Towe declined to answer questions from the Times Free Press. He said he is trying to move on from a bad experience.
Leastman said in her new affidavit she was forced to sign the first affidavit and lie out of fear for her job.
'NOW, LET'S PRAY'
Chitwood has sued former employees and business partners, claiming a breach of contract or damage caused by the employee. The targets of some of these lawsuits, who fear speaking publicly because of the threat of further legal action, said Chitwood uses his wealth to drag out the lawsuits, racking up attorney fees they cannot afford. At least one was forced into bankruptcy.
Chitwood's legal team has filed two lawsuits against Leastman alleging, in part, that she was stealing money and charged her with conspiracy against ICCM. Both lawsuits were dismissed.
Chitwood is also involved in legal battles with some of the people he hires to build his businesses or renovate his homes. He allegedly owes hundreds of thousands of dollars to contractors who he has refused to pay, citing substandard work or a breach of contract.
During a 2013 lawsuit between Chitwood and the Raines Brothers construction firm for alleged failure to pay more than $66,000, Chitwood's former accountant testified that Chitwood told him "Chitwood doesn't pay finance charges or late charges."
Chitwood's attorney, Gary Henry, denied any pattern in the multiple lawsuits. Henry said people target Chitwood because of his financial status. The attorney suggested the Times Free Press was doing something similar by questioning Chitwood's business dealings.
"What these folks like to do is use Dr. Chitwood's status as financial adviser to churches and they try to bring up scurrilous, unfounded claims," Henry said.
Scott Oliver, owner of Centerline Audio Visual, said Chitwood owes him around $223,000 and about four years interest for work installing the audio and visual equipment at Chitwood's ICCM building on Lee Highway. Oliver and his crew revamped the building in the summer of 2014 in a project costing more than $1 million, he said.
Chitwood paid for the equipment, so it could not be repossessed, but refused to pay for the installation labor, Oliver said. When Oliver sent him an invoice, Chitwood yelled at him over the phone, he said.
"It would make Satan blush, the stuff that man said," Oliver said. " After he cussed me out over the phone, he said, 'OK, now, let's pray.'"
Oliver said Chitwood tried to claim the equipment was installed incorrectly or did not work. When Oliver took a cellphone video showing how Chitwood was wrong, Oliver said he was offered $23,000 to settle instead of bringing a lawsuit. Oliver said he declined.
"He tried to punch holes in everything that we did. He even tried to turn other contractors against us," Oliver said.
Oliver, along with his project manager Greg McDougald, who claims to be owed around $80,000, did not file a lawsuit. They say Chitwood prolonged judgments in other similar cases until the contractors ran out of money and had to settle for a tiny fraction of what they were owed.
"It's kind of like you're his best friend until the very end, then he's ready to throw you under the bus," McDougald said. " He runs by a pretty well-rehearsed script to get what he wants."
Chitwood's lawyer, Henry, said the contractors were paid for things Chitwood agreed to but were trying to charge extra fees. Chitwood and Henry say the sound system did not work.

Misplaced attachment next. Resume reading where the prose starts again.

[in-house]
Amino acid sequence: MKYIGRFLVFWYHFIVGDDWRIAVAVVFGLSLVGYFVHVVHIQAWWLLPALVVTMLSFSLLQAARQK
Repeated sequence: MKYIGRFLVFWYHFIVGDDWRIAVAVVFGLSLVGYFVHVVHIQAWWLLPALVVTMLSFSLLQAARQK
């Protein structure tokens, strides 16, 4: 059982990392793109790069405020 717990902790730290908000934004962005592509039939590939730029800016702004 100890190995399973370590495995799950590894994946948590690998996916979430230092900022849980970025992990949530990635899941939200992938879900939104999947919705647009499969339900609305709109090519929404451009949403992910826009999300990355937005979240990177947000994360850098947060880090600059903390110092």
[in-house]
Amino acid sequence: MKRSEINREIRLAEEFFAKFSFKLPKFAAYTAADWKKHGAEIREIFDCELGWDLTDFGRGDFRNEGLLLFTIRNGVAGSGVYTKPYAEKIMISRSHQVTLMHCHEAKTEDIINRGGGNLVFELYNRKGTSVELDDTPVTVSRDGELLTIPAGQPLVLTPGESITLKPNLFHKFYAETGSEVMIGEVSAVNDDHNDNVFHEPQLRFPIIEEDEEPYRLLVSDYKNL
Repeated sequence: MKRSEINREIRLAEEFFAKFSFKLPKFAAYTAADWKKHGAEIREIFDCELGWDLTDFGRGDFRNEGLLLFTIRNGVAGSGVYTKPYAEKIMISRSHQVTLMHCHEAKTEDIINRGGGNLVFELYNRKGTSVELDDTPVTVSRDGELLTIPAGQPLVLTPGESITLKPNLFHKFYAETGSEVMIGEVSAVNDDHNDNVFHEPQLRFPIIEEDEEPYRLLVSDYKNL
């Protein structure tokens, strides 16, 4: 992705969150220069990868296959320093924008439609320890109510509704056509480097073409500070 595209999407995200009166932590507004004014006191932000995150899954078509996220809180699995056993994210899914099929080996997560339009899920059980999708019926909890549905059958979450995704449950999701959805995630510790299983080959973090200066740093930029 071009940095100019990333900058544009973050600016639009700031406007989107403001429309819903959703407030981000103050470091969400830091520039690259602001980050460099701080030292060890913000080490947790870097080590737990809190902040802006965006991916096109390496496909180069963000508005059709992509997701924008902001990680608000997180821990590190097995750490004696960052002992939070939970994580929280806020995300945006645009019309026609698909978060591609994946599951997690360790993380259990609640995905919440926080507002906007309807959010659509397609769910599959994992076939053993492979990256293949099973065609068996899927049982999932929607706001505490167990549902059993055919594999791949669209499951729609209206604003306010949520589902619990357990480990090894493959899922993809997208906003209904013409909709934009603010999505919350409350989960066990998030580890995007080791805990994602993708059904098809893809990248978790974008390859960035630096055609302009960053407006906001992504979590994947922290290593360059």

"We had legitimate reasons to dispute their bill over the sound," Henry said.
The Times Free Press is continuing to investigate H. Michael Chitwood's ministries and business dealings. If you have information that can help please contact the reporter at email@example.com or call 423-757-6249.
In an August tweet, Chitwood wrote, "The fastest car in the world, Bugatti Chiron Super Sport, can reach a top speed of 310 miles per hour and go from 0 to 60 in 2.3 seconds. You can pick one up for just under $3 million dollars. I'll explain why success loves speed in our Elite Millionaire Expo."
He is more circumspect about wealth when dealing with state regulators. Chitwood and his lawyers have fought requests from the state to turn over financial documents, lists of assets and business transactions related to Chitwood's organizations as part of the state's inquiry into the ICCM building. His legal team argued successfully that such documents were not relevant to the case and would not be included.
Under oath during the Sept. 9 hearing, Chitwood said his Celebration Church does "not really" have a budget.
The lawyers have argued Chitwood should not have to give the state information about the November 2014 site visit, including which people were notified and any conversations that happened about the visit, such as preparations to be taken. Chitwood's legal team successfully argued that lawyers were "present for all communications regarding the site visit" and therefore none of it should be made public because of the attorney-client privilege.
During the Sept. 9 hearing, Chitwood said he did not want to give the state a list of names of people who volunteer at his church because he was "very concerned about it because of leaks."
The state did not call any witnesses to testify against Chitwood.
Recordings obtained by the Times Free Press — such as the recording of Chitwood discussing a wedding he denies knowing about or the recording in which he asks the event planner whether his building's website would remain unsearchable until after the approval — were not presented as evidence during the hearing about the property. With the recording of the modified event schedule, which the state did present, the attorney for the state did not ask Chitwood why he directed a rental price to be removed from the list.
Some documents obtained by the Times Free Press were not presented as evidence against Chitwood. At the same time, Chitwood's lawyers successfully removed other documents from being brought as evidence.
On Dec. 11, the administrative judge for the state ruled Chitwood would keep his exemption and not pay taxes on his building.
The Hamilton County Assessor of Property's office has 30 days from that date if it chooses to initiate an appeal with the Tennessee Assessment Appeals Commission.
Read the first installment of The Windfall Prophet: Inside Michael Chitwood's Chattanooga empire of nonprofits, churches and promises of prosperity
Contact Wyatt Massey at wmassey@timesfree press.com or 423-757-6249. Follow him on Twitter @news4mass.